The first is that a combined police force will for the first time serve both municipalities. The second is that the expanded public library will re-open.
Now we know that one can still find some people in the community who remain less than enthusiastic about one or both changes, and they may have some good points to make.
But they’re too late. It’s time to embrace the changes, folks, and try to make them work.
The main motive for the change in policing is economic. It’s going to save Saugerties taxpayers as a single entity a lot of money to have a unitary police force.
But there’s also an opportunity for a far more efficient, effective police force. Two separate agencies with 24/7 responsibility of necessity get stretched out and often come to depend on imperfectly trained part-timers and a limited supply of equipment for service. It’s just common sense to think that a larger organization (but one still the same scale) might have fewer of these problems.
Former mayor Bob Yerick, for whom we have the deepest respect, is concerned about the change. Yerick does not believe that village residents will see the savings promised, and is convinced that police service in the village will suffer.
“For the village to give up ownership of the police, I don’t think it’s the right move,” Yerick said recently. “Our village police are very, very much in tune to the needs of the people. I think when you expand to something larger, you lose something.”
Yes, we know it is being said that folks will miss the personal touch that knowing their cop on the beat on a first-name basis. But that doesn’t have to happen, though we must concede that it often does. The same village officers will be serving the whole town, including the village.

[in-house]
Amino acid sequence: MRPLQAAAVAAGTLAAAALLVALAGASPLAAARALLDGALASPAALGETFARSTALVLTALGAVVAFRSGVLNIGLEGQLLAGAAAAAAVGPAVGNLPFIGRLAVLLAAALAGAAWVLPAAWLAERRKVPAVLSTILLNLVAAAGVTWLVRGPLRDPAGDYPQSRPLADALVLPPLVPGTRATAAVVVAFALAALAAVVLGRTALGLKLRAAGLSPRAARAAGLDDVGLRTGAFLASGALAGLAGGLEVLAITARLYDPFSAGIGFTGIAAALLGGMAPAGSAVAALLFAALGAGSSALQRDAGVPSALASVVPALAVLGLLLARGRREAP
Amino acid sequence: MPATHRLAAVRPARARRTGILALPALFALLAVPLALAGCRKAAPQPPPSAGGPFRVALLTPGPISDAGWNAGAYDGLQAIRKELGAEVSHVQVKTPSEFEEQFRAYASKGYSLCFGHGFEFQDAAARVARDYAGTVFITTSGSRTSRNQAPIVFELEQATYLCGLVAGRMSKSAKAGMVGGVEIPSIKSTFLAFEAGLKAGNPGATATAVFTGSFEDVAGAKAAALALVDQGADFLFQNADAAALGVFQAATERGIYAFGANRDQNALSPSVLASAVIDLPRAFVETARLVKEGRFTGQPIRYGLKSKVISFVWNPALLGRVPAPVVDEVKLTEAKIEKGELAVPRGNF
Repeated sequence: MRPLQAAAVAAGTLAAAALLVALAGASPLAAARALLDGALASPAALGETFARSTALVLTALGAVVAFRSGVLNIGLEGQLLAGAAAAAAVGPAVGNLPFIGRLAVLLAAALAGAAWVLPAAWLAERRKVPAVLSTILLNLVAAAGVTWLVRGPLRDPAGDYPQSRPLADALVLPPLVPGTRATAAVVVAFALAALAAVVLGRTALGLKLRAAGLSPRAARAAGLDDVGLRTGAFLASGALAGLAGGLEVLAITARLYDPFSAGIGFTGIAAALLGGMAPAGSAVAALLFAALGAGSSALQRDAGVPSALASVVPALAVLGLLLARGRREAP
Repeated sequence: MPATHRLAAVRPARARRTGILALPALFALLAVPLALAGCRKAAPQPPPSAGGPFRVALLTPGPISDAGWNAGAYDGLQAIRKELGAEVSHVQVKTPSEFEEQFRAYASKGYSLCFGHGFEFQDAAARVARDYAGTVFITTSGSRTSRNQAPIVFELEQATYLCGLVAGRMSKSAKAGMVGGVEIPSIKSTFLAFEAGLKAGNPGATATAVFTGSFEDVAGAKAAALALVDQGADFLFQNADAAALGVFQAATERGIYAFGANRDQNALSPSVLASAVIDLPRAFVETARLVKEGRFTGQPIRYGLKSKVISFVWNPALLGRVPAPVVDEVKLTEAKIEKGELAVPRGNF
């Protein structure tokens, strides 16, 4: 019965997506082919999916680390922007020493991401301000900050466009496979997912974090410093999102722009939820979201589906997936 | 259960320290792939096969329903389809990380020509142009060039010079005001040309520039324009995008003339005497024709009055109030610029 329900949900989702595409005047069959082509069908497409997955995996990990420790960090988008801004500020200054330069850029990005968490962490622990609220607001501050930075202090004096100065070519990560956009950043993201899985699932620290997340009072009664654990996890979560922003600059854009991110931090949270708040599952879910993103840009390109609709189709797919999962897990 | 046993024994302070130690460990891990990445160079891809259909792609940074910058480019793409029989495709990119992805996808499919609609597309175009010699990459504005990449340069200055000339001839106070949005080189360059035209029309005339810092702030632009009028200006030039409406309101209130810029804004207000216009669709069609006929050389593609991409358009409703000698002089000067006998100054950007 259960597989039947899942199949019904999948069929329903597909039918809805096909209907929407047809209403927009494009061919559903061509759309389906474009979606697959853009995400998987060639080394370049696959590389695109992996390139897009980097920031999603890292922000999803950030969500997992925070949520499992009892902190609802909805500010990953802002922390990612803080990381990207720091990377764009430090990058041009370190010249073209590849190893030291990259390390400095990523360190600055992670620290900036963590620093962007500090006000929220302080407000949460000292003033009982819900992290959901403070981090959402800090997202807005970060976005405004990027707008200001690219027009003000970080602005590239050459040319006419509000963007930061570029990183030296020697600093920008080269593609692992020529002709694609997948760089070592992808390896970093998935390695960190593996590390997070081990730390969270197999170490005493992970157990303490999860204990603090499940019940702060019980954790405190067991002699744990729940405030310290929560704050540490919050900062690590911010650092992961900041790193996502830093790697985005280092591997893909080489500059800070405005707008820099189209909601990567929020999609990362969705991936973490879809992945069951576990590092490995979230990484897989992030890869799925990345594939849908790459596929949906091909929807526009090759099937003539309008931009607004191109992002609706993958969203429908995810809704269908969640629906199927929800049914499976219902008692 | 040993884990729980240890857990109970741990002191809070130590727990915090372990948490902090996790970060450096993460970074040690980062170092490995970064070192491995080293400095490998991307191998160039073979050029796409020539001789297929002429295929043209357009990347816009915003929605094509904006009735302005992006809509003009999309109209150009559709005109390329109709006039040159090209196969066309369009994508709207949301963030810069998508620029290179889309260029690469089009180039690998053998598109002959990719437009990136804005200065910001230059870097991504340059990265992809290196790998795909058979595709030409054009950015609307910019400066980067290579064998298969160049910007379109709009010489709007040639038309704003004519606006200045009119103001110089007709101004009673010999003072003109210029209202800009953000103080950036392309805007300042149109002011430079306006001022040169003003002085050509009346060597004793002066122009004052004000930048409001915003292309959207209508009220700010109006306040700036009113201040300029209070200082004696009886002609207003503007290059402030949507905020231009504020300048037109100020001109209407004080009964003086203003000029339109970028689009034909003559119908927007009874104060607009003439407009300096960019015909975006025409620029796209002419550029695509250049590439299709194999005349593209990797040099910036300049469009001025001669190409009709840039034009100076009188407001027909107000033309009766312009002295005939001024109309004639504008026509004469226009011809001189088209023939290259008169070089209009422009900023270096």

If the intimacy of the old relationship begins to erode, it’ll be the fault of police management. Like any community, Saugerties needs a police force in tune with its needs.
The expansion of its public library is another feather in the cap of Saugerties. The outmoded Carnegie facility was profoundly obsolete, and the solution the community came up with was a thoughtful one. There’s no reason to think that the library won’t benefit immensely from what is being done, and we look forward to the last touches on the project this coming month.
We don’t have to remind the residents of the community that Saugerties marches to its own drummer, taking its own sweet, fashion-be-damned time to change. When the opportunity for positive change finally comes, however, it’s a cause for celebration. It’s an opportunity for success. So let it be in this situation.